by Cameron Douglas
Product Price

Know the cost of producing and bringing the product or service to market, then add a reasonable profit margin to determine the product’s selling price.

Product pricing is one of the most important decisions a business owner must make. Everything about your business, from cash flow, expense management, growth, and profit margin, hangs on it.

Every entrepreneur goes into business to sell their products and services and make a profit. Goods and services need money to produce, market, and sell, but product pricing determines whether you will continue in business or close shop. If you quote your prices below the production cost, you will likely make losses and fail. On the other hand, if your prices are too high in a competitive market, you may not sell enough products to cover operation costs.

Studies show that even small price variations can affect profitability by 20 to 50% margins. Business owners should evaluate price sensitivity when determining prices.

Establishing a pricing strategy can be daunting when you are new to pricing or launching a new business. The ideal way to go about it is to launch your products and test them with customers in the real market. But how do you set a launch price that works?

How do I price my products?

Many articles and blog posts online provide endless suggestions on pricing your product. Sometimes the information available can confuse new business owners. Fortunately, we provide you with a simple way to allow you to price and profitably sell your products.

If you want a workable retail price, there is a quick and straightforward way to price your product that you can start with. However, you do not have to use this price forever.

Accountants will tell you that profit is gotten by subtracting the product’s cost price from its selling price. Therefore, the straightforward way to quote your pricing is by adding the cost involved in bringing the product to the market and adding your profit margin.

This cost-plus pricing model looks simple, but it helps you sustain your business. Nevertheless, more is involved in pricing your products than simply adding a profit margin to the cost of the good.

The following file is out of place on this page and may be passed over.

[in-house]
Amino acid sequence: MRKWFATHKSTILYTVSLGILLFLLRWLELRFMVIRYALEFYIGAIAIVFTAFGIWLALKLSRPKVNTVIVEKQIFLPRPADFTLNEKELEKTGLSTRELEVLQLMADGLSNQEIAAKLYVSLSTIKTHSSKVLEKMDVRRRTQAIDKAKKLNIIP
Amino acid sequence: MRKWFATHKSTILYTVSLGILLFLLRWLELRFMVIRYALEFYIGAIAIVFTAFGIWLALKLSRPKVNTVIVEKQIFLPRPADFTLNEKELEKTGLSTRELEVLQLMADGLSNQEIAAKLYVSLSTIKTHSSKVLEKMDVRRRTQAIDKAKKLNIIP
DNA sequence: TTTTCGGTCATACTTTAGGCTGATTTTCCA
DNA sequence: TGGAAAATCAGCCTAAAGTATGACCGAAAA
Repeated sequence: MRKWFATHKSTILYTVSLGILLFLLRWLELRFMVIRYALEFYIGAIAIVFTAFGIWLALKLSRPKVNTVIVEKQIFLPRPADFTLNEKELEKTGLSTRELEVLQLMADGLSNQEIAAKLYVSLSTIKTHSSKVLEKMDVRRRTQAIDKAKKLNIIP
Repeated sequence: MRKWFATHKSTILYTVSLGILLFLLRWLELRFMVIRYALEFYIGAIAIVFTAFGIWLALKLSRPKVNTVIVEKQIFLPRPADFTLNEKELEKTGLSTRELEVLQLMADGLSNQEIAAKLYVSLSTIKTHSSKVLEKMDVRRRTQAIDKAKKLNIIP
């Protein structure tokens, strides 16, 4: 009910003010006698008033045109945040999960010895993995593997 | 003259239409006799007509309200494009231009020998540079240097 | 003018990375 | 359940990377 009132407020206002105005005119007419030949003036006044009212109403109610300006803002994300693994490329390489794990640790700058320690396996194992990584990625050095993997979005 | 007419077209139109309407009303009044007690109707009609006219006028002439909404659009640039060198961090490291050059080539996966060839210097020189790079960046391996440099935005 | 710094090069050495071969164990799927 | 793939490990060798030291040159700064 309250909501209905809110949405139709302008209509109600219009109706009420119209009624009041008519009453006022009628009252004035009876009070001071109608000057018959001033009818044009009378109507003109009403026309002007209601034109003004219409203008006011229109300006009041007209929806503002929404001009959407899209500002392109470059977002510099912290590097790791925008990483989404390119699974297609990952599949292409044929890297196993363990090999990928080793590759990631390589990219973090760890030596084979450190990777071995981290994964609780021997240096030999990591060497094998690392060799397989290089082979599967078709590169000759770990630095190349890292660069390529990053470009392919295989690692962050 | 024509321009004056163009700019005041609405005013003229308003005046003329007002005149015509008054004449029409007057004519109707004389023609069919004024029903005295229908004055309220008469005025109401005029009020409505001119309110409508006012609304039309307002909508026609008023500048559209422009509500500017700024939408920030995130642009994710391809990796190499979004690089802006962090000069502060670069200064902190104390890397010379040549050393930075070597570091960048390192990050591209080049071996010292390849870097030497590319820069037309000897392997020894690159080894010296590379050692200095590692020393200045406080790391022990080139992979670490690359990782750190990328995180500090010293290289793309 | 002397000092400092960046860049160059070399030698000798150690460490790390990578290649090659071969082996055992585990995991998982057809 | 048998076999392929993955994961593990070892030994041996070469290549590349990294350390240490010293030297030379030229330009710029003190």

Factors to consider in pricing

Product pricing is subjective and objective, depending on your business. Here are some factors that experts think are necessary for determining your pricing strategy:

  • Cost-plus pricing– We have briefly touched on this strategy that involves calculating the cost needed to bring the product to the consumers (production plus promotional cost) and adding your expected profit margin. You will need to establish fixed, direct, and indirect costs to know the product’s overall costs. Ensure all costs are covered; otherwise, you will make a loss or sell at break-even.
  • Competitors’ pricing– You also want to know what your competitors charge in the marketplace. You can know your competitors’ prices by looking at their websites, inquiring through phone calls, or talking to associates who have bought or used your competitor’s products. However, avoid the trap of price competition; instead, focus on differentiating your service, ambiance, or other ways that make you stand out. Your goal is to acquire loyal customers, not price-oriented customers.
  • Perceived value to your customer– This is a subjective factor in determining your service or product pricing. Some entrepreneurs use keystone pricing by doubling the wholesale cost to account for profit. You may charge based on the perceived value and your expertise rather than the time spent providing the service for services.